Synergy2 – Day 1 Wrap-up

It has been a long and exciting day.  Tonight’s presentation by Steven Ford and David Forlano was really great.  They shared very candidly about their 22 year collaboration, how it came about and about how it has evolved over time.  They spoke in a very informal back and forth style which seemed to mirror their working relationship.

While they were speaking a pair of large screens showed slides of much of their newer work both in polymer clay and the print paintings they’ve been doing recently.  It was fascinating too see how their distinctive point of view informs both types of work.

It was interesting to hear them speak about how for them polymer clay is just a tool or element of the work.  I feel like a lot of polymer clay artists (myself included) can get too caught up in the material to the point where the material becomes as important or more important than the concept of a given piece.  There are so many techniques to explore, and often the process of working the clay becomes the main focus.  It was helpful for me to be reminded that the focus of my work should be more about the point of view I want to express.  (of course finding that point of view can be pretty tough)

Shaking up my way of thinking  is one of the many important lessons of the Synergy conferences.  It’s about much more than the latest technique and I find the experience here so enriching.

On a lighter note, Charm City Cakes made a fantastic cake with many individual elements based on jewelry examples the conference planners showed them.  I only have one mediocre photo of the cake.  Hopefully Cynthia will have some better shots to share with you.

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Synergy2 Day 1

The fun begins!

Yeah!  We’re finally here.  I anticipate events like this for so long, it is a huge rush when they finally start.  It feels a bit surreal.  So far today I have hugged good friends I hardly see, registered and picked up my schedule, handed over my exhibit piece ( I’m SO glad I didn’t forget to bring it!), set up my space in the sales gallery and peeked at the Vendor Fair.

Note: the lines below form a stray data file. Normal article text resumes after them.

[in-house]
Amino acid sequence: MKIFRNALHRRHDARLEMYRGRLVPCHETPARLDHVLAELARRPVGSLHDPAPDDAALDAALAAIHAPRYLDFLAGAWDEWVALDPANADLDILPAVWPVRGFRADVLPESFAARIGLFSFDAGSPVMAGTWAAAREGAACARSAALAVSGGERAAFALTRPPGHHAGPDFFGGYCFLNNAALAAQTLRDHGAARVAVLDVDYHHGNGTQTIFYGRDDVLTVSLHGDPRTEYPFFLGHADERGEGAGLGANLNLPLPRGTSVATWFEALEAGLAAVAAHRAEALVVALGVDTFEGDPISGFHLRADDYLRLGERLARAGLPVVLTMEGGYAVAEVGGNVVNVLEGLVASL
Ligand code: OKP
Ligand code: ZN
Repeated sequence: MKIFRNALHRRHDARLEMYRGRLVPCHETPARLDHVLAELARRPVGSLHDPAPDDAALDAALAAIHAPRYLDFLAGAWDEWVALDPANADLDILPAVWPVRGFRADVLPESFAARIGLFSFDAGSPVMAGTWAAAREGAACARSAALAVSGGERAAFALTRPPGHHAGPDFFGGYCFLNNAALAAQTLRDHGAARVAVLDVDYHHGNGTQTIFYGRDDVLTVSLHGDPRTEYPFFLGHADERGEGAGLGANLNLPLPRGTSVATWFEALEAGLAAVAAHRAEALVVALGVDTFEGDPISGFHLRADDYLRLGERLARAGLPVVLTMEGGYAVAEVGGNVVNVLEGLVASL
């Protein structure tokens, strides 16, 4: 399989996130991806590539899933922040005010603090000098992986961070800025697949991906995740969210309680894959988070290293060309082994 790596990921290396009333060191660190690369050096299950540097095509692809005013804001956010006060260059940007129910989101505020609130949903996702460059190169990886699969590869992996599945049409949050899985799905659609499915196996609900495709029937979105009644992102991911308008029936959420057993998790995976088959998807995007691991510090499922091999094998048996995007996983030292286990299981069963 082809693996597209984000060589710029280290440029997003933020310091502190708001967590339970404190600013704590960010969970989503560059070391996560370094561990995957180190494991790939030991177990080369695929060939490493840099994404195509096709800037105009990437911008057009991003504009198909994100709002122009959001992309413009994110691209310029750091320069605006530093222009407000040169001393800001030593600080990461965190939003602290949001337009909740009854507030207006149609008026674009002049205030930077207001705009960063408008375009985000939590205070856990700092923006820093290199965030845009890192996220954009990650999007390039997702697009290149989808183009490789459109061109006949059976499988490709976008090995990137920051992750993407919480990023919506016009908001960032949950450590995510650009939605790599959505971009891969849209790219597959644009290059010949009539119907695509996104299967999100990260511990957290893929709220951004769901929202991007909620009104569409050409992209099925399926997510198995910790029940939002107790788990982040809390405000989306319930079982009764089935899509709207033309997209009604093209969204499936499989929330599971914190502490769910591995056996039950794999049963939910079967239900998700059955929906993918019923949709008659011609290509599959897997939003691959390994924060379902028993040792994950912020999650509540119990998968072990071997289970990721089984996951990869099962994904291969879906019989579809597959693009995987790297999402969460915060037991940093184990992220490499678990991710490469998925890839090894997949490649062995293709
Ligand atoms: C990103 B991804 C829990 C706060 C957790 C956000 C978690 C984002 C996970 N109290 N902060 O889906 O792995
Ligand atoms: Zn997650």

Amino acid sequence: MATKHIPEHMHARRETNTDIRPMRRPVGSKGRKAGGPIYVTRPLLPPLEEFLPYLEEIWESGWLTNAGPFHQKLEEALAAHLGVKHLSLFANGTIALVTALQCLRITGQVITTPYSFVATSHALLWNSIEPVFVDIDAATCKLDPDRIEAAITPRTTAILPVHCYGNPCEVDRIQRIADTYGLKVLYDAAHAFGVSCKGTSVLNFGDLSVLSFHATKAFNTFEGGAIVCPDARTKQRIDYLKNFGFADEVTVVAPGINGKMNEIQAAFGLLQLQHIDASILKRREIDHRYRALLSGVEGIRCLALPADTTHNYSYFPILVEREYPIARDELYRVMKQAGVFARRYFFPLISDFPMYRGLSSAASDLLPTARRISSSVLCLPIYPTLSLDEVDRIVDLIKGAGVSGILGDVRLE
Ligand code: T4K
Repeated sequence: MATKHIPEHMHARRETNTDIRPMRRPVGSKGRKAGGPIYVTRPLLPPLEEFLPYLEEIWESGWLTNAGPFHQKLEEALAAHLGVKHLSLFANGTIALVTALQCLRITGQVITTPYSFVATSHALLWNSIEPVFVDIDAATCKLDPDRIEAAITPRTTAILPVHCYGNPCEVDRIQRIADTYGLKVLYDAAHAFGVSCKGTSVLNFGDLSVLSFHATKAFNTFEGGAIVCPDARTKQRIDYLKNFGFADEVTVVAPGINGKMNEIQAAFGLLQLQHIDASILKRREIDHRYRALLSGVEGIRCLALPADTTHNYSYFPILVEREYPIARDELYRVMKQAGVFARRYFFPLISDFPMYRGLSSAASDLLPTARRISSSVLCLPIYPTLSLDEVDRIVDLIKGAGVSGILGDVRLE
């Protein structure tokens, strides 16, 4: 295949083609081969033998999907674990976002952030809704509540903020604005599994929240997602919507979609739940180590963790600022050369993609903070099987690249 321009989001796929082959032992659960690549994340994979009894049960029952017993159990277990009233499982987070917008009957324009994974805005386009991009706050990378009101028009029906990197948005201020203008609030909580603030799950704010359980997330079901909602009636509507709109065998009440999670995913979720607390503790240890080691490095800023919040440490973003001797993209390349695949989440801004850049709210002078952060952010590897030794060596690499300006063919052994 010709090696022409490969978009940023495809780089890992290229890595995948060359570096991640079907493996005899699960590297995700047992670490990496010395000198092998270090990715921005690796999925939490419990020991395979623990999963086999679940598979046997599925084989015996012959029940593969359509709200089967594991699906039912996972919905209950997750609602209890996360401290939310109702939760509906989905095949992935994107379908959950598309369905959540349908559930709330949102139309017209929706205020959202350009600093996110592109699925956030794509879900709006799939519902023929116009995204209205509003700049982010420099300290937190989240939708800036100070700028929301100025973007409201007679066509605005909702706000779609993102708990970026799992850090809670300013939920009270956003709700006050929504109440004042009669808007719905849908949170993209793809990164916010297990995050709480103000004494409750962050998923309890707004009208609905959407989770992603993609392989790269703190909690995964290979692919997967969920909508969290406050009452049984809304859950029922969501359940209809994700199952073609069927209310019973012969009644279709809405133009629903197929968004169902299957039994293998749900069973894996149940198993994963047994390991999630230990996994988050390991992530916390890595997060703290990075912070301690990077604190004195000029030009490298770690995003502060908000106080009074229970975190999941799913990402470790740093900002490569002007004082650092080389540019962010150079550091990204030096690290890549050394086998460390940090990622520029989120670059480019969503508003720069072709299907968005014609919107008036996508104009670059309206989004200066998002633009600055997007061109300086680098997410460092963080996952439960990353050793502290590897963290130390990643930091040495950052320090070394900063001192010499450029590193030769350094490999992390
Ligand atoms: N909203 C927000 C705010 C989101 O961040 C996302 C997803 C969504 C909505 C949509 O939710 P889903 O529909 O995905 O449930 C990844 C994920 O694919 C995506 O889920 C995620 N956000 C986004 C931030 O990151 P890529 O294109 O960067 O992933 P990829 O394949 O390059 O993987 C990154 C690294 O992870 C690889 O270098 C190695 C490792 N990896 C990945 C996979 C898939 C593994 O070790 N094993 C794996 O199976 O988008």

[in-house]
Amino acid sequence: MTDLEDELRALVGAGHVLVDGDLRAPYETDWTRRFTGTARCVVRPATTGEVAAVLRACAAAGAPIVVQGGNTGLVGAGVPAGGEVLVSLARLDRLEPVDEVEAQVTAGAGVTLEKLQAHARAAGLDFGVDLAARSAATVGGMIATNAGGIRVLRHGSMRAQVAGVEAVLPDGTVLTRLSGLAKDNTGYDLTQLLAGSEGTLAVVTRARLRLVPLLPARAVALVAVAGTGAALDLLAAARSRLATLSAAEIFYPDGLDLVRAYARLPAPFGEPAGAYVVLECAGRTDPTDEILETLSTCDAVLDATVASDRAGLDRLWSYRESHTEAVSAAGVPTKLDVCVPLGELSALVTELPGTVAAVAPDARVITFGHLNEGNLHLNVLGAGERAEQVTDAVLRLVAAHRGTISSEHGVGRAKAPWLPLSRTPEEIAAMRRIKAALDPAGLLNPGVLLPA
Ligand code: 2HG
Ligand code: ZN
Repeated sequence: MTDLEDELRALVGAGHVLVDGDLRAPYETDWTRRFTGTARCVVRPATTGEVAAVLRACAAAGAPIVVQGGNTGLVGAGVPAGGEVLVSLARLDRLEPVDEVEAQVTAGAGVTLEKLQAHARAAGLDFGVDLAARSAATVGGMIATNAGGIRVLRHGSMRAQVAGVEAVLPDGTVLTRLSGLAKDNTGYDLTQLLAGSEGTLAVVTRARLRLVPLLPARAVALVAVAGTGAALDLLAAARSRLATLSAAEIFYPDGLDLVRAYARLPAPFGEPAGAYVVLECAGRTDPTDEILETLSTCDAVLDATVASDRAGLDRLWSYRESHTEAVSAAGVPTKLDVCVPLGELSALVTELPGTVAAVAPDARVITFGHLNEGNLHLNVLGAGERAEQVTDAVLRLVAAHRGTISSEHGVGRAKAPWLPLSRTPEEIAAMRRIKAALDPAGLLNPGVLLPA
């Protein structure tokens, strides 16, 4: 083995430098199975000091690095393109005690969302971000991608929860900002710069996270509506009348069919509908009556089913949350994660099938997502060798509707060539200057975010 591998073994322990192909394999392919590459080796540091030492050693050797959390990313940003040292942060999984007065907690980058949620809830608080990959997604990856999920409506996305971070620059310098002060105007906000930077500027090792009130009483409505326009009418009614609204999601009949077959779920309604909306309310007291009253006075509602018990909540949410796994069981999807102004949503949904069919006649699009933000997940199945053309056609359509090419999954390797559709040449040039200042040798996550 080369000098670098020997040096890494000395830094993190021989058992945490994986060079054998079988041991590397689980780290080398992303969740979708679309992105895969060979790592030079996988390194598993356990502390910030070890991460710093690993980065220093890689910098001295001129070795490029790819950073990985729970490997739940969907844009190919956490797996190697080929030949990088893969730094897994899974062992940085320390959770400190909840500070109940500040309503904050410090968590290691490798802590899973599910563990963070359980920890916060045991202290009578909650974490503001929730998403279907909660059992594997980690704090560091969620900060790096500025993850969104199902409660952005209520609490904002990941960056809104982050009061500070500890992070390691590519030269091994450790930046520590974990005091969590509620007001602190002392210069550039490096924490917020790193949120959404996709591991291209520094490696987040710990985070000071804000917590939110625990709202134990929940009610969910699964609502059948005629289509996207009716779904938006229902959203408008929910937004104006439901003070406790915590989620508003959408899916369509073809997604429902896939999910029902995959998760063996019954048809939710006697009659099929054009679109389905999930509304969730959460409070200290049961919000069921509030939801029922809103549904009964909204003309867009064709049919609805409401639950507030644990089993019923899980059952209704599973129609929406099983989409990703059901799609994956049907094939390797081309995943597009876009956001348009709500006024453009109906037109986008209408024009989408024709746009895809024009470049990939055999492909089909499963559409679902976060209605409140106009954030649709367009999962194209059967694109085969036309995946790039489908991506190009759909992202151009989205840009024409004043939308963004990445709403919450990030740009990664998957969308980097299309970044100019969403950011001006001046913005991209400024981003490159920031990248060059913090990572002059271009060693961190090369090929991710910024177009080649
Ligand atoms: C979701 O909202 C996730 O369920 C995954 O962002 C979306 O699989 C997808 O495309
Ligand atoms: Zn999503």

Iris Weiss of Polyform & Diane Villano

Betsy Baker next to her Sales Gallery space.  It’s amazing what lovely displays some people can set up in a space that’s only 3 feet by 18 inches.

Karen Ottenbreit here from Alaska in front of her sales display.  The Sales Gallery is a wonderful opportunity to see and purchase work from many of the amazing artist attendees.

Kelly Russell being her fun self.  It is so great to reconnect with people you only see at events like this.

Tonight’s the Ford/Forlano presentation, more time at the Vendor Fair and a celebration of the IPCA’s anniversary with a cake by the Ace of Cakes!

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Last Minute Fun

Living up to my self proclaimed moniker “Last Minute Libby”, I have had a manic rush of studio activity.  E has a pair of friends coming home from college with her at the end of the week, so the house needs cleaning.  I’ve got tons to do in order to get ready to leave for a week.  The mind boggles thinking about how I’ll get it all done.  I haven’t begun organizing everything I need to take to Synergy2.

And all I want to do is play some more in the studio.  I’ve been having way too much fun playing with polymer clay and seed beads.

Swoop Pendant – polymer clay and seed bead mosaic.

Fringe Fun Pendant – polymer clay and bead embroidered fringe.  This pendant is hands down my favorite piece I have made in ages.  I just want to make more, more more.

Check the blog this week.  Cynthia Tinapple and I will be blogging daily from Synergy for Crafthaus.

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Synergy 2 Exhibit Piece

Here is my piece for the Synergy 2 Exhibit.  I am calling it “Keeping It Together”.  The name seemed appropriate because  the theme of this second Synergy Conference is Connections, and the necklace uses many forms of connections:  polymer clay to polymer clay, soldered connections, tabs and links.  All these types of connections serve to secure the elements of the necklace and keep it together.

On a deeper level, “Keeping It Together” represents how the creative spark inside me helps me stay sane and grounded even when it’s banked and quiet.  I think of my artistic side as the pilot light of my soul.  Sometimes it is hard to really know it’s there, but even when it’s really only in the back of my mind, it helps hold me together mentally and emotionally.

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